In the last few weeks, the news of a 25-year comprehensive strategic agreement secretly signed by the Iranian government with its Chinese counterpart has gained an exaggerate attention from international media and some prominent political figures both within and outside Iran.
When the new coronavirus (COVID-19) broke out in Wuhan, China, in late 2019, nobody, not even the World Health Organization (WHO), knew how far-reaching and devastating it would be. COVID-19 has exposed the limitations of the power of humans and rendered powerful states powerless. As the world’s scientists are racing to find a vaccine, countries are struggling to adjust to the “new normal.”
Facing the Covid-19 global public health crisis, instead of strengthening international cooperation, we have seen more divergence and disputes related to so-called “great power competition” between China and the United States.
Even before the coronavirus pandemic, China was no stranger to the spotlight. The “Belt and Road Initiative” (BRI) had already raised the issue of the country’s global engagement. In compliance with the traditional concept of 面子(mianzi), China had in fact put its internationalreputation forward when relating to other countries.
None of the challenges China has encountered since its establishment 70 years ago has been as multi-faced as the coronavirus pandemic. As the phase of severe emergency comes to an end, the rising superpower is now confronted with a deteriorating economy, unabridged state-society relations, a hostile regional setting, and an over-attentive international system. At the same time, Beijing is also looking at the wide network of projects it has been building across continents over the past seven years.
“We will win this war”. In March of 2020, Donald Trump began referring to himself as a “wartime president”. After months of downplaying the threat of Covid-19 in the United States, he declared war against an invisible enemy: a so-called “China virus”.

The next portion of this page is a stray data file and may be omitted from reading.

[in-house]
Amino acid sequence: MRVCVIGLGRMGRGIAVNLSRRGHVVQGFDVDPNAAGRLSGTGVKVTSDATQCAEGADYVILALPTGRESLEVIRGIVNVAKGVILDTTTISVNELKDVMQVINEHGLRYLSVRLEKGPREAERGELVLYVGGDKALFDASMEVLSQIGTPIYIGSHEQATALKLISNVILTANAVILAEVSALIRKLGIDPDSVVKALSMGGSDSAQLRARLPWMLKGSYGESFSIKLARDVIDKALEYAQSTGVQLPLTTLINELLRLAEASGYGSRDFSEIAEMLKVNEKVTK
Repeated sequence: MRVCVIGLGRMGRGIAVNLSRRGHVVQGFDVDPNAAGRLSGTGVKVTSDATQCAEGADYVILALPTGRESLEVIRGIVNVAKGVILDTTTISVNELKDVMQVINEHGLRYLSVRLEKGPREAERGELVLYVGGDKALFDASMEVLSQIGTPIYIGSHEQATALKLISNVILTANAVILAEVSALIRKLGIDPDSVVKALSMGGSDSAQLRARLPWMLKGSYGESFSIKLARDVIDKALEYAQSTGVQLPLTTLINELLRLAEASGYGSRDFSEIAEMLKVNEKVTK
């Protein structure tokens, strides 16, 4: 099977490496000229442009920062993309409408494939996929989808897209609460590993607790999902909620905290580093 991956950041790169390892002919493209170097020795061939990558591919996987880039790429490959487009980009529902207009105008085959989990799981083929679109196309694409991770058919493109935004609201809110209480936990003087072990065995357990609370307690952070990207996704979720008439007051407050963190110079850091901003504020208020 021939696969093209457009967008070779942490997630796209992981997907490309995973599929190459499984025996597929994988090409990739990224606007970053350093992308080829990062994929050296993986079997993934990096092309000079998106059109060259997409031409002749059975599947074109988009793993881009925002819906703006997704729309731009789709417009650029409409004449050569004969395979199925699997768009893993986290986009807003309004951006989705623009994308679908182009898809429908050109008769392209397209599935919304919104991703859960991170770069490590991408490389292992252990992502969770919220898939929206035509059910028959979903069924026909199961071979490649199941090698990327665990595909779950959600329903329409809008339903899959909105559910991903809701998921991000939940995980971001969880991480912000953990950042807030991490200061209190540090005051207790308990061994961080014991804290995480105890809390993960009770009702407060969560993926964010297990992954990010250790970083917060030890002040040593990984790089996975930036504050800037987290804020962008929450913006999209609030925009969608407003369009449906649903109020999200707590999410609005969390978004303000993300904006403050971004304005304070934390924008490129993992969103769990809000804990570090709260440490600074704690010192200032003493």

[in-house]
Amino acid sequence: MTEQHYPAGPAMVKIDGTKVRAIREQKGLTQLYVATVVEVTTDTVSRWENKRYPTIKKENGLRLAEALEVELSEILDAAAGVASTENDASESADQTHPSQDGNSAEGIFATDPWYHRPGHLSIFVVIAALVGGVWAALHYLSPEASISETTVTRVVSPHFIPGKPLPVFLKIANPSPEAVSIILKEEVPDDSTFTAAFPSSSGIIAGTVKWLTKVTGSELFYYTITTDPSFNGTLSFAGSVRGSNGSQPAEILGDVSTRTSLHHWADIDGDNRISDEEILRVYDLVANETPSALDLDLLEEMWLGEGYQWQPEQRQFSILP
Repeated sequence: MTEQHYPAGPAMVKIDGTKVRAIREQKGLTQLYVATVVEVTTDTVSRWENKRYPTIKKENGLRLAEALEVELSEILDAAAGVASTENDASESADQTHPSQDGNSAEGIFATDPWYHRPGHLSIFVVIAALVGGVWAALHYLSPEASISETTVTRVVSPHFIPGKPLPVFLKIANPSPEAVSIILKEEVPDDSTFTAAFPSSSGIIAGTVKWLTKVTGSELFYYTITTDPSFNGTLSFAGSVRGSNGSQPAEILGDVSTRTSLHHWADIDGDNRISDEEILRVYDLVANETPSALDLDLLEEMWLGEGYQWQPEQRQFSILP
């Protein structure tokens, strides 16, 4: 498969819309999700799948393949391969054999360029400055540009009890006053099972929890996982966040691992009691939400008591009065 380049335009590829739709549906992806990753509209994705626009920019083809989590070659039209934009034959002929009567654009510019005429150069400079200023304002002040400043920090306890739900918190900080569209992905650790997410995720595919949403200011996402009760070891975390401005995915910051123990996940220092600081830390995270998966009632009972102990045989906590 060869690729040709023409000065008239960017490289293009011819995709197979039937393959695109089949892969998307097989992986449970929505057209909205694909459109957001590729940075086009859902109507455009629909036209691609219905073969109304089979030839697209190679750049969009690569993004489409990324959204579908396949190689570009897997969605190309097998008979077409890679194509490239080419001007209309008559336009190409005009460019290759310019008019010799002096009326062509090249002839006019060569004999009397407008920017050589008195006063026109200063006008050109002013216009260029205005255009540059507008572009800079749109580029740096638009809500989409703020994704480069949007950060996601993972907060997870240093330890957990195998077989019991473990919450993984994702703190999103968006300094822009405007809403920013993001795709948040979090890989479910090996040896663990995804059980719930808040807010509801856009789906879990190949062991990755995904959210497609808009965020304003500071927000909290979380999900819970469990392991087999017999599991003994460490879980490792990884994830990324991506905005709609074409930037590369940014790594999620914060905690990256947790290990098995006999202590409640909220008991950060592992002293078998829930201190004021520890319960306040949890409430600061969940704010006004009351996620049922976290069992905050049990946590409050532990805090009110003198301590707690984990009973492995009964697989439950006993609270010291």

Given that we don't know where the pandemic might re-appear from one day to the next, it is all but impossible to make firm predictions about what the future may bring. So rather than try to establish certainties about Chinese economic power in a post pandemic world, it is more realistic to be somewhat cautious and point to a range of potential scenarios instead. Here, we might think of the pandemic as providing a lens to look at China through. But rather than a lens on a microscope, one on a magnifying glass instead.
For centuries, Latin American states have sought to leverage extra-hemispheric powers, Spain, France or the Soviet Union, to gain a modicum of autonomy and power relative to the hegemon to the north, the United States. China today is no different from those other extra-hemispheric crutches, but Beijing’s long-term vision and the global balance are markedly different from the past.
By 2050, 68% of the world’s population is expected to live in cities, with almost 90% of the growth in urban population happening in Asia and Africa. Facing rapid urbanization, governments are increasingly adopting smart city initiatives as solutions for achieving the Sustainable Development Goals (SDGs), especially SDG 11-Sustainable Cities and Communities. ICT-based urban management has the potential to maximize the benefits of agglomeration, while minimizing negative impacts like pollution.
Chinese officials have been repeatedly calling for closer cooperation with Europe, but the era of Covid-19 has made China-EU relations sour to an unprecedented low level since the two formally established diplomatic relations, 45 years ago.
India and China are once again involved in a military incident over disputed borders.
On 20 June 2020, the National People’s Congress released a draft Hong Kong Special Administrative Region Law on the Preservation of National Security (NSL). The NSL, which will be imposed on Hong Kong by incorporation into Annex III of the territory’s Basic Law (its constitutional instrument), will likely provide legal authority to Mainland state security entities to operate openly within Hong Kong, and provide for the specific designation of certain judges to act as “national securit